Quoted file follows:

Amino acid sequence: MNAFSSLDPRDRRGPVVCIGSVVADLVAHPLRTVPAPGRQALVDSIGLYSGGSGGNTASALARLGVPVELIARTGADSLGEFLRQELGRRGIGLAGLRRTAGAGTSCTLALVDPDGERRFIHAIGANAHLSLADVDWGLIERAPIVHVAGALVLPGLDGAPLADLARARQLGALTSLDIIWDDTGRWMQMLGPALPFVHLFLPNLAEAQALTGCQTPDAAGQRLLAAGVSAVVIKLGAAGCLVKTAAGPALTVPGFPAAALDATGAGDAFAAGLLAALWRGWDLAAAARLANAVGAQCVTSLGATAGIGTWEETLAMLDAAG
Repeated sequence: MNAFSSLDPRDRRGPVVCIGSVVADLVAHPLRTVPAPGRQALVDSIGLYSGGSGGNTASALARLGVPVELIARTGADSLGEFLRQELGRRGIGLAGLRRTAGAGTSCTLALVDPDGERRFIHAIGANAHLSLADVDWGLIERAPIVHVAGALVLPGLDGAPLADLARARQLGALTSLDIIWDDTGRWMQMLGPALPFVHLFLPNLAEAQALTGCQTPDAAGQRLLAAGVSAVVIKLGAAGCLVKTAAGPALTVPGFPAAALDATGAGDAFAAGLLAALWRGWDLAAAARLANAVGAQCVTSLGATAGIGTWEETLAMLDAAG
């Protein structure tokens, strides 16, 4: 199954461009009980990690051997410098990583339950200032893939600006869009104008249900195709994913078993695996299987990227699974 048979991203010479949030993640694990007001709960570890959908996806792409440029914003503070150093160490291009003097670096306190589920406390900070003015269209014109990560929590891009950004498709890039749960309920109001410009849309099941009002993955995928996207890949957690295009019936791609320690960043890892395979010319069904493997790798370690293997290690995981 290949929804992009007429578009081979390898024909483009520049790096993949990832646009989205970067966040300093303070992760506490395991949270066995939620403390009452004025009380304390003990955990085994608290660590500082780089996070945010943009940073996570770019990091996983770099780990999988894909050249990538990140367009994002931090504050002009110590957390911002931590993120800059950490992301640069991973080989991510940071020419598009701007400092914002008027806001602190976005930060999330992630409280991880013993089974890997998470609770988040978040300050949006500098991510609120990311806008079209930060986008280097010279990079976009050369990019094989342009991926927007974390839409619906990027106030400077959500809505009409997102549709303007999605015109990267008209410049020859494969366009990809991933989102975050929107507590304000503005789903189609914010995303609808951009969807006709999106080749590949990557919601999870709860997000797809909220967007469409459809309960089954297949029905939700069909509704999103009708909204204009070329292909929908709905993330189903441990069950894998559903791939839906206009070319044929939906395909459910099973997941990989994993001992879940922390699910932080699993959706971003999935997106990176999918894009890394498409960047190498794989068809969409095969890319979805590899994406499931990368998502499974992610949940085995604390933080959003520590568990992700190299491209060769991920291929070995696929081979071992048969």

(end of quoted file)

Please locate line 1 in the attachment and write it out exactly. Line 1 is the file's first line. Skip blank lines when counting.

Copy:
Amino acid sequence: MNAFSSLDPRDRRGPVVCIGSVVADLVAHPLRTVPAPGRQALVDSIGLYSGGSGGNTASALARLGVPVELIARTGADSLGEFLRQELGRRGIGLAGLRRTAGAGTSCTLALVDPDGERRFIHAIGANAHLSLADVDWGLIERAPIVHVAGALVLPGLDGAPLADLARARQLGALTSLDIIWDDTGRWMQMLGPALPFVHLFLPNLAEAQALTGCQTPDAAGQRLLAAGVSAVVIKLGAAGCLVKTAAGPALTVPGFPAAALDATGAGDAFAAGLLAALWRGWDLAAAARLANAVGAQCVTSLGATAGIGTWEETLAMLDAAG